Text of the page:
With 15 elementary schools already in the Olentangy Local School District, it appears that number will grow larger in the near future. The OLSD Board of Education met last week to discuss, among other things, the increasingly pressing need for more elementary classroom space.
According to 2017 projections presented by Sharon Jurawitz, facilities committee chairperson, zero classrooms will be available by the 2020-21 school year, and there will be a deficit in available space by the 2021-22 year. Enrollment in pre-kindergarten through fifth grade has increased by over 700 students since the last elementary school was opened in 2012, and projections predict an increase of over 1,850 more students over the next 10 years.
Jurawitz said the ideal student to teacher ratio for the district is 24:1, which it will be under in the upcoming school year. However, the increase in enrollment will push the ratios of all grades, pre-K through 5, over the intended mark by 2018-19. That ration will only get worse without the addition of new classrooms, she said.
“We’ve kind of been predicting this day is coming, and we have been working very hard to find different ways to accommodate the growth in elementary schools,” Jurawitz told the board.
Several options have been considered, according to Jurawitz, including increasing the student to teacher ratios, finding an existing building to use for pre-K, or the use of modulars. She voiced concerns over limitations of buildings used specifically as preschools, as well as safety concerns surrounding the use of modulars.
The two other options considered, and most likely to be the district’s solutions, is to add on to existing elementary buildings, as well as build new elementary schools.
Projected costs of a six-classroom addition to three different existing elementary schools range from $3.42 million to $3.47 million per addition, an average of $574,000 per classroom. Jurawitz said the district currently has the funds to be able to afford three new additions as it stands now.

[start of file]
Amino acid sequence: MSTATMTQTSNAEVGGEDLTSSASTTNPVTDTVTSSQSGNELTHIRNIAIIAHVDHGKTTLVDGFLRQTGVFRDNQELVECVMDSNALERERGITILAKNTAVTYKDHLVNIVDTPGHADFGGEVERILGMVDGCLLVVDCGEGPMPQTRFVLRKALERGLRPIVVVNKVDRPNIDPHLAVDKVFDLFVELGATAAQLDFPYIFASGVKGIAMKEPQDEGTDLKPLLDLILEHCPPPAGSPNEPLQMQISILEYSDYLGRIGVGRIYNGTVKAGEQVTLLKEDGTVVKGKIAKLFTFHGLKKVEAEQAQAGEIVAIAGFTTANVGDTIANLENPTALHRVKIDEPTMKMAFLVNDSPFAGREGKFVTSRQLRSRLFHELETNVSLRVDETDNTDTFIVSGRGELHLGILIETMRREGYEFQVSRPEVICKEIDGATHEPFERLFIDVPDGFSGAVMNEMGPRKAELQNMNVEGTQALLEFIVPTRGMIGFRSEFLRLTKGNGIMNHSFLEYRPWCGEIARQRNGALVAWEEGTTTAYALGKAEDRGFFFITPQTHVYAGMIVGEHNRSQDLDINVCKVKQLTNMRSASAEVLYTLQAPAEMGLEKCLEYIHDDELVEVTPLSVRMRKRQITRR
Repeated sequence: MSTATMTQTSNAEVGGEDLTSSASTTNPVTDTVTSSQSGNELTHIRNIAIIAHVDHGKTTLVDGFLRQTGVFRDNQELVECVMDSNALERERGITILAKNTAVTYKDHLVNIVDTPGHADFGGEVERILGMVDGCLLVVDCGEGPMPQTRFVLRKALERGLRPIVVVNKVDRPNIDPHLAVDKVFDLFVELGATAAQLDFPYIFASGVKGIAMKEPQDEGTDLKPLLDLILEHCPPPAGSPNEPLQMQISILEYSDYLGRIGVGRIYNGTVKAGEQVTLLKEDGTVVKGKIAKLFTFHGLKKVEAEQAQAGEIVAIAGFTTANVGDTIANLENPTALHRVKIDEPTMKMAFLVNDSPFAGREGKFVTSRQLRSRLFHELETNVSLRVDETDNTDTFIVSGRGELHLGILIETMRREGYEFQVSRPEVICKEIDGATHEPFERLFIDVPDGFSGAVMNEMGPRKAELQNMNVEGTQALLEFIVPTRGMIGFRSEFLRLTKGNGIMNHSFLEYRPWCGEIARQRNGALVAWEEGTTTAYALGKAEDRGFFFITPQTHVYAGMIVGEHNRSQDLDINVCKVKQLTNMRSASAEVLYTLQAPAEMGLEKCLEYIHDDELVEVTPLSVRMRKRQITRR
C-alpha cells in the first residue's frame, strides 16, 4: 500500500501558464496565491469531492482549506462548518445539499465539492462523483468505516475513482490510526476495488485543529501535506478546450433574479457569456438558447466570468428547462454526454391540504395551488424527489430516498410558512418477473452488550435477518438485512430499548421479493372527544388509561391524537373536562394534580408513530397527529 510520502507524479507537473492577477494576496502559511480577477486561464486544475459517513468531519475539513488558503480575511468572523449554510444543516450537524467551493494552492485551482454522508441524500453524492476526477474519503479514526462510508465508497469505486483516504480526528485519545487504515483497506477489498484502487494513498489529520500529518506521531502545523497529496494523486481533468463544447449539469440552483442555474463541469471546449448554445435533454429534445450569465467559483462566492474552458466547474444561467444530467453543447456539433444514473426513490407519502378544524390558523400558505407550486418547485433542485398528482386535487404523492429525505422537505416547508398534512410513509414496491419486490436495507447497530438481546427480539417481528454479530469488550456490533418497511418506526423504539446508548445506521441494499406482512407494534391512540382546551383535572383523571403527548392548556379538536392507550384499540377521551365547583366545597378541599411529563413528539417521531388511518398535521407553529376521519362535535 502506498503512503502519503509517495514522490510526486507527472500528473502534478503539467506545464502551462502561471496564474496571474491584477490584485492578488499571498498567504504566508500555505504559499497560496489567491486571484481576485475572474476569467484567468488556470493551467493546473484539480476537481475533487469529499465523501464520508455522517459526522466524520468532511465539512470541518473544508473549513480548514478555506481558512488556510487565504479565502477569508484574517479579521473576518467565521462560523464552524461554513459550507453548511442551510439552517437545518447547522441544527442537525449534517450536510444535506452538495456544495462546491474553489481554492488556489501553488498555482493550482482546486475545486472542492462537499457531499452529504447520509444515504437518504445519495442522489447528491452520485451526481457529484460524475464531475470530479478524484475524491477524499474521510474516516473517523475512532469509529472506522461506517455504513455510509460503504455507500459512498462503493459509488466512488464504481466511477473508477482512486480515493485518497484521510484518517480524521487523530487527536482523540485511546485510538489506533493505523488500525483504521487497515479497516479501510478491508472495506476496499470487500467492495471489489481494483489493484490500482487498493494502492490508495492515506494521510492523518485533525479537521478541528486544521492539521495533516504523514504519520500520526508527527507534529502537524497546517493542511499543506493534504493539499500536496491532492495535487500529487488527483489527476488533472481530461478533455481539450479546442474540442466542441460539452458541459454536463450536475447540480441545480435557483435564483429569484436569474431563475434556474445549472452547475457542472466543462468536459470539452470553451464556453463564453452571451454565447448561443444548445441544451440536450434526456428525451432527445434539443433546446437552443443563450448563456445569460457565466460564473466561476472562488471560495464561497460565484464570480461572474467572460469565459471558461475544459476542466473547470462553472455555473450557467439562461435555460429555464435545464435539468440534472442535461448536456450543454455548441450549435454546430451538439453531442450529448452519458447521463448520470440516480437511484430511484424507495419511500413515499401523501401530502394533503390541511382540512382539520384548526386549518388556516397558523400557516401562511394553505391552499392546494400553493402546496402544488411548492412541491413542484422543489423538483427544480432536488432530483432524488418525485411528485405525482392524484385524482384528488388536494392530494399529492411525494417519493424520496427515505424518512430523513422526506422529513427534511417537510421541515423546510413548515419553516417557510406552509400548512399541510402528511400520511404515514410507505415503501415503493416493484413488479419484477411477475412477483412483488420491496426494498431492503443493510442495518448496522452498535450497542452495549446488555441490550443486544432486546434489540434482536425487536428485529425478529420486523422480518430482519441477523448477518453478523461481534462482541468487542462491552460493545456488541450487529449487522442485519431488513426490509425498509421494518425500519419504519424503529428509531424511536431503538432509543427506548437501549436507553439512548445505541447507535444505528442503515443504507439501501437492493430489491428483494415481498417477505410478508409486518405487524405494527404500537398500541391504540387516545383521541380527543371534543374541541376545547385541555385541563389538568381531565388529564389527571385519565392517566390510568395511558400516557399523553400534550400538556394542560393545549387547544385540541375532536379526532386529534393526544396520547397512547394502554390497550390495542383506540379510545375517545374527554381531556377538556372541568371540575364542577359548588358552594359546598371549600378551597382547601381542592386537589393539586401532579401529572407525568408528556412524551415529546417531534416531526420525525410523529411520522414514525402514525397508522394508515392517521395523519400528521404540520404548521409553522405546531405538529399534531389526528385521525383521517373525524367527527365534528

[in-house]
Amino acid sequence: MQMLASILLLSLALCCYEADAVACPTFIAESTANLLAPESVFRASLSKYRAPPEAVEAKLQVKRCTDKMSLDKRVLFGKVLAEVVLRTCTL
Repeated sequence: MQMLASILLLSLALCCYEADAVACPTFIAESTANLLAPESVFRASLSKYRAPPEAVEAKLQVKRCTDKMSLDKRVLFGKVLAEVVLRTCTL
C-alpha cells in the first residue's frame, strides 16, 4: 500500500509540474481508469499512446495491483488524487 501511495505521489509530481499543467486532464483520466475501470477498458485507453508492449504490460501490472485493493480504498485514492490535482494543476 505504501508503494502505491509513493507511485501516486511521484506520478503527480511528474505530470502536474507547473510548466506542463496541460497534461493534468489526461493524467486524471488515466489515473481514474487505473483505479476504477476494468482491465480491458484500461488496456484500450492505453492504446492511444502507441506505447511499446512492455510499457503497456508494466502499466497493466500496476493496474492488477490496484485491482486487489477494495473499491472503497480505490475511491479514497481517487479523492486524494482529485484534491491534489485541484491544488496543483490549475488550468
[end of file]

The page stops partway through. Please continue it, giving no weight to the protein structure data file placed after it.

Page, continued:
Three different plans for brand new schools were also discussed. Among them was a building very similar to other elementary buildings that have been built in the district, which hold 29 classrooms. That type of building is expected to cost over $18.3 million. Building a new school with a six-room “connector” to a middle school was another proposed option.
The third option discussed is taking the “box” design of recent elementary schools and “stretching” it out enough to fit six more classrooms into it. With 35 classrooms at an average of $562,000 per room, it would be the lowest average per classroom of the three proposed solutions for new schools.
Jurawitz said the idea of adding six more classrooms to the current design used for elementary schools would need to be “massaged out a little bit, but we know that it could work.”
Under the proposed option, the three, six-room additions to current buildings would be completed in 2019. In 2022, the first of the two new, 35-room elementary schools would be built. The second new building would be built in 2026. Levies would be needed in 2020 and again in 2024 to fund the new schools. The three additions proposed for 2019 wouldn’t require any additional funding.
Locations being considered for the new elementary schools are district-owned land on Bean Oller Road, Bunty Station Road, Curve Road, and a location adjacent to Berkshire Middle School.
Existing elementary schools that will be considered for additions are Alum Creek, Arrowhead, Wyandot Run, Indian Springs and Cheshire Elementary School.
While Jurawitz suggested those locations would be considered first because of the projected increase in residents in those areas over the next several years, she said they aren’t the only district-owned properties that are possibilities. Board member Roger Bartz suggested the Curve Road location not be considered due to the absence of any utilities already in place, and the significant increase in costs doing so would add to the build.
Board member Julie Wagner Feasel asked Jurawitz if the additions and new buildings would be the end, to which Jurawitz simply and firmly replied, “no.” Jurawitz cited the estimated number of housing starts in the district and suggested the number of elementary schools would max out at over 22 schools, based on the 29-room school, but suggested that number could come down with the increase of classrooms in the new buildings.
Jurawitz asked that a decision on the three elementary additions be made soon if the district is to have any hope of finishing them in 2019. Some type of initial action is expected at the next meeting on June 14.